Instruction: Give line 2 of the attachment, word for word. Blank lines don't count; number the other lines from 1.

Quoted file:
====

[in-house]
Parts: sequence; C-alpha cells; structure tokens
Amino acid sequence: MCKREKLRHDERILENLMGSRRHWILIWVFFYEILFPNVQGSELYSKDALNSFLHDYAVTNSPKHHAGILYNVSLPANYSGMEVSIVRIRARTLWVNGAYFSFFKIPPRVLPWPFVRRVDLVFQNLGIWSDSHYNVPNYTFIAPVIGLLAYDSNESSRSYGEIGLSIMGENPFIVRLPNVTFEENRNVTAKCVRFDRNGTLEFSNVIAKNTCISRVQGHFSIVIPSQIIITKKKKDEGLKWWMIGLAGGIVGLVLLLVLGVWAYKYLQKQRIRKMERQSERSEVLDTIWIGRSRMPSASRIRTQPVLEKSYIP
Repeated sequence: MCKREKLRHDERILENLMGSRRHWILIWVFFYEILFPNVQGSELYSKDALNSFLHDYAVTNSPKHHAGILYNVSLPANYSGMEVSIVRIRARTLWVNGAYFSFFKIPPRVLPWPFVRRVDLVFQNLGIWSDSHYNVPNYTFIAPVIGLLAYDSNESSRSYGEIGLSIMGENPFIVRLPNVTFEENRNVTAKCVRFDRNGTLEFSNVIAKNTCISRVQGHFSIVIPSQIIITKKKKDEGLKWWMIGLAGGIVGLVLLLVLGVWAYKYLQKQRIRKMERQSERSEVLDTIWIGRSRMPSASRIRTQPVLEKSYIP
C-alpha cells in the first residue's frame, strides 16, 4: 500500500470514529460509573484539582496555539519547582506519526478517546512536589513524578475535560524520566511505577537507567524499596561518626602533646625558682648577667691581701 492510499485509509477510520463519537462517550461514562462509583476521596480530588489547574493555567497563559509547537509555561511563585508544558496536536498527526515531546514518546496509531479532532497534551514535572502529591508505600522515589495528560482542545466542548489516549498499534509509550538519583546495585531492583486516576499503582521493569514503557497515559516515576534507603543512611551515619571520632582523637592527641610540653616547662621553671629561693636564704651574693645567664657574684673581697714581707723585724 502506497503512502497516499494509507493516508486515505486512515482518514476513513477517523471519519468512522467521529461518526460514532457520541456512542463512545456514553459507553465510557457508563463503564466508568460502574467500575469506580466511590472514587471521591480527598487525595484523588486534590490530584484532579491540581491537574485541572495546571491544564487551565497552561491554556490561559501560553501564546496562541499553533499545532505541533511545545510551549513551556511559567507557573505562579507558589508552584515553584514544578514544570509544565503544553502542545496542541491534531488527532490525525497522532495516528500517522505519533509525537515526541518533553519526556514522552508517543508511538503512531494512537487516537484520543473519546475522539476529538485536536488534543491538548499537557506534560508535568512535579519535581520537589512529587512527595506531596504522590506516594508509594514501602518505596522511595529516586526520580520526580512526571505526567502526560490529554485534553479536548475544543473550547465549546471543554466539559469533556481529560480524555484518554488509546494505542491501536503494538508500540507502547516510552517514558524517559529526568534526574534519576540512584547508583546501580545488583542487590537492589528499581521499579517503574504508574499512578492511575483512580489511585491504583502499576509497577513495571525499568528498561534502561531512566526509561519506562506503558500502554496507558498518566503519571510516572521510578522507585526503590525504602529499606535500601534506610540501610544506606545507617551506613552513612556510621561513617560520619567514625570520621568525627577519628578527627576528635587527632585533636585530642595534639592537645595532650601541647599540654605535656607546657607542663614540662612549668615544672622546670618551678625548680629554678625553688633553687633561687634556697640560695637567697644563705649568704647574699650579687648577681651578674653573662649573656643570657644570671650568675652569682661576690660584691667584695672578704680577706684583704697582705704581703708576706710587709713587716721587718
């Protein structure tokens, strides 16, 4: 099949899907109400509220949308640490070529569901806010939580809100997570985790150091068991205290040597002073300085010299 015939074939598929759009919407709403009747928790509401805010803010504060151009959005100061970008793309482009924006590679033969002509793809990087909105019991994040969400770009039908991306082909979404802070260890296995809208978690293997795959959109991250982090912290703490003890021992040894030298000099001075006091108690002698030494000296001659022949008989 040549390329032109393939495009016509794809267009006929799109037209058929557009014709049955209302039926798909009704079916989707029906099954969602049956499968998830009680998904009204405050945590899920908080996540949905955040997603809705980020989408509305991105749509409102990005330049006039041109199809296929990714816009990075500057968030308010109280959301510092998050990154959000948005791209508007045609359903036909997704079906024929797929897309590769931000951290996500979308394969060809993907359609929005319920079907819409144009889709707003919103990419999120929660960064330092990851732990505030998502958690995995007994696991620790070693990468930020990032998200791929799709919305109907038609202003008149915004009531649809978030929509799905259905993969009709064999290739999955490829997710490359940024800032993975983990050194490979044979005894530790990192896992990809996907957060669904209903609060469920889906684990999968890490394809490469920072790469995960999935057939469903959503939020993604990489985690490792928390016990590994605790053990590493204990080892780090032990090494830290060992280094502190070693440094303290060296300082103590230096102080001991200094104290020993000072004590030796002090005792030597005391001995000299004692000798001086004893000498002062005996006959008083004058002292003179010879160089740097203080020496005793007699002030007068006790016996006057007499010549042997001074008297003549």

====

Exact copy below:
Parts: sequence; C-alpha cells; structure tokens